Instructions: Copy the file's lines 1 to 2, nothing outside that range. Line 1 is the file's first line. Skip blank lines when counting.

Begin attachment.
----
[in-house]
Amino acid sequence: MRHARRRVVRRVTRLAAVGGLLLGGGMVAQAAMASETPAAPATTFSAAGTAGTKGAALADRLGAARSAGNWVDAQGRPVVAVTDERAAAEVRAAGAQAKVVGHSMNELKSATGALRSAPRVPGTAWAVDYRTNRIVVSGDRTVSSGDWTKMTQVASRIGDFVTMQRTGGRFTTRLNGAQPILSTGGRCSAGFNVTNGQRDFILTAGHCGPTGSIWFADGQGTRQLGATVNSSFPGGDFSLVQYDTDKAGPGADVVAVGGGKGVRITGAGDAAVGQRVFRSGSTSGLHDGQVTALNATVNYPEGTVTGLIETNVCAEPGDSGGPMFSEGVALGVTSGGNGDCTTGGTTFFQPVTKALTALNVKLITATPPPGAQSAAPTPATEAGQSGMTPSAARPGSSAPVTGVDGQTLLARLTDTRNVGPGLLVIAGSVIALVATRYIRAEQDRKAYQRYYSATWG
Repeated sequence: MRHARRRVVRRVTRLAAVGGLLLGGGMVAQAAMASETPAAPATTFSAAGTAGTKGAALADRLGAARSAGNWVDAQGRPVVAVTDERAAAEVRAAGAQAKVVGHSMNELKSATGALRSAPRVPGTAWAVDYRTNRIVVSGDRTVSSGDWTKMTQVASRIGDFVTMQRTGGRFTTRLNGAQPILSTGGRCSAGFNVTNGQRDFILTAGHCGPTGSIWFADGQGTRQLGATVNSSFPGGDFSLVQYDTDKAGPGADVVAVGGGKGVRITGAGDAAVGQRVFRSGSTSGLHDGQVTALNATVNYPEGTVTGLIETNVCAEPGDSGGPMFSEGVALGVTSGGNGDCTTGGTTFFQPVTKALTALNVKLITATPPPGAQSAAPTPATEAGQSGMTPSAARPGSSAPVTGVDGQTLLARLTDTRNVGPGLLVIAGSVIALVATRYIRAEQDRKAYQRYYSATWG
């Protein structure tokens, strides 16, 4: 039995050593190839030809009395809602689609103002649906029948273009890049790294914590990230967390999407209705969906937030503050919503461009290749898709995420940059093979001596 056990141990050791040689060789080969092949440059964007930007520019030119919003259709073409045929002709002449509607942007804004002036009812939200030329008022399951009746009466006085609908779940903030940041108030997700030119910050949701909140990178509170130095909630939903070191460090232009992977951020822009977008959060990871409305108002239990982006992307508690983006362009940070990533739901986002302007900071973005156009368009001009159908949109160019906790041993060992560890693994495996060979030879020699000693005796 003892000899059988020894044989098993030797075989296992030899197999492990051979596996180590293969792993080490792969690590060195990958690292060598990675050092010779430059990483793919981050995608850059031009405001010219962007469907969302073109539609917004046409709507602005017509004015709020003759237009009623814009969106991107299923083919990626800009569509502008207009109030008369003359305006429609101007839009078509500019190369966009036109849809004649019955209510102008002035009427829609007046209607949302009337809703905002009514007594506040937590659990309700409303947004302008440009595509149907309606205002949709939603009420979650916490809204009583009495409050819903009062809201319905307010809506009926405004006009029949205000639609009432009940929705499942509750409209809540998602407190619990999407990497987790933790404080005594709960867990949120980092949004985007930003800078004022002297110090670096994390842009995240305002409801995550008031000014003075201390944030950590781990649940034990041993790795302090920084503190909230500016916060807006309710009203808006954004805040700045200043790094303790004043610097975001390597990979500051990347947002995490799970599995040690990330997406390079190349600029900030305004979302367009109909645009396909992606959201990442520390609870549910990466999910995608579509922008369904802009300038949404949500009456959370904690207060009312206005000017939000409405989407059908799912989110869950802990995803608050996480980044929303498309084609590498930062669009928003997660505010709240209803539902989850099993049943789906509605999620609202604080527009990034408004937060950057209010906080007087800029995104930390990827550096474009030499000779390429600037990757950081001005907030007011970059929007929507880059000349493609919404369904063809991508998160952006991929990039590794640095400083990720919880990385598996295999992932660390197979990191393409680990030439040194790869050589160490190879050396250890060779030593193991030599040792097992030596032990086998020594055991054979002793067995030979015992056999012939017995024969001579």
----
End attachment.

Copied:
[in-house]
Amino acid sequence: MRHARRRVVRRVTRLAAVGGLLLGGGMVAQAAMASETPAAPATTFSAAGTAGTKGAALADRLGAARSAGNWVDAQGRPVVAVTDERAAAEVRAAGAQAKVVGHSMNELKSATGALRSAPRVPGTAWAVDYRTNRIVVSGDRTVSSGDWTKMTQVASRIGDFVTMQRTGGRFTTRLNGAQPILSTGGRCSAGFNVTNGQRDFILTAGHCGPTGSIWFADGQGTRQLGATVNSSFPGGDFSLVQYDTDKAGPGADVVAVGGGKGVRITGAGDAAVGQRVFRSGSTSGLHDGQVTALNATVNYPEGTVTGLIETNVCAEPGDSGGPMFSEGVALGVTSGGNGDCTTGGTTFFQPVTKALTALNVKLITATPPPGAQSAAPTPATEAGQSGMTPSAARPGSSAPVTGVDGQTLLARLTDTRNVGPGLLVIAGSVIALVATRYIRAEQDRKAYQRYYSATWG